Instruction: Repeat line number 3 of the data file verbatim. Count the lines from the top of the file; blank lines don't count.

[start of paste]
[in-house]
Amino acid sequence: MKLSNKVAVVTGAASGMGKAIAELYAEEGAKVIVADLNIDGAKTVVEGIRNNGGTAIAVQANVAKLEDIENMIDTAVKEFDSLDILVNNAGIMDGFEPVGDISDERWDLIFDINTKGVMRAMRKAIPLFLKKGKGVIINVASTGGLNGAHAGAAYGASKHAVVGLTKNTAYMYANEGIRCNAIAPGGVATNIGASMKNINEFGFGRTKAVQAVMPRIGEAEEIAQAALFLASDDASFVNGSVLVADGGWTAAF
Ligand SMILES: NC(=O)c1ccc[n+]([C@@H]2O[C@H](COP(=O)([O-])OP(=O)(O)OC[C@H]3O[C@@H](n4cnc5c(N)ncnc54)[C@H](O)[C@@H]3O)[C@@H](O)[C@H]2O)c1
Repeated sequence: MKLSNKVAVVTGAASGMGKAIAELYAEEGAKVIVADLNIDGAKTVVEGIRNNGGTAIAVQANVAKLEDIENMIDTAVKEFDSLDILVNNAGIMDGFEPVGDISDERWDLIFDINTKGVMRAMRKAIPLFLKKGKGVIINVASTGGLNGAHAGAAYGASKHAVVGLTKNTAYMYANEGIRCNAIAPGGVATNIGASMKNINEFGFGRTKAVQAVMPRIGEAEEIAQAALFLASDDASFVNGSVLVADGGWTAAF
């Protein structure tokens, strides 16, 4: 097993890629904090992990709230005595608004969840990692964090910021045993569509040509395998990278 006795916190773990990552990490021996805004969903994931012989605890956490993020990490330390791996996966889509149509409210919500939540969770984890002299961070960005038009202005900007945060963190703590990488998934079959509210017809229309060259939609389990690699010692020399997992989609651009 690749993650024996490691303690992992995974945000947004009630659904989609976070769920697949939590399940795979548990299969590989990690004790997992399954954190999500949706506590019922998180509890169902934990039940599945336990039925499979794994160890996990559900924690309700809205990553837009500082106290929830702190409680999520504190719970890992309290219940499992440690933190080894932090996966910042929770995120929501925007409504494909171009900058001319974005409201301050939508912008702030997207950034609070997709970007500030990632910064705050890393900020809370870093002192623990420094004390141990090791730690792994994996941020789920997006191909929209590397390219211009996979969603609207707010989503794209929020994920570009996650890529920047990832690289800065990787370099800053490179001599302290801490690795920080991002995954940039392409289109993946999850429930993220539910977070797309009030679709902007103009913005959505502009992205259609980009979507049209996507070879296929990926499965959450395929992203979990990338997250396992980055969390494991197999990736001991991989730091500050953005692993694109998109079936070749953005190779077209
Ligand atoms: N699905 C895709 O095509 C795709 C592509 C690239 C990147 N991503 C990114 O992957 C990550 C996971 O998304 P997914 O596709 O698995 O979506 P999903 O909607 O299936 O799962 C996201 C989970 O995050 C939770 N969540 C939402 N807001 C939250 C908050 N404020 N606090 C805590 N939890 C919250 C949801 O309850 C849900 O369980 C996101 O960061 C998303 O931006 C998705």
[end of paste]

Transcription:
Ligand SMILES: NC(=O)c1ccc[n+]([C@@H]2O[C@H](COP(=O)([O-])OP(=O)(O)OC[C@H]3O[C@@H](n4cnc5c(N)ncnc54)[C@H](O)[C@@H]3O)[C@@H](O)[C@H]2O)c1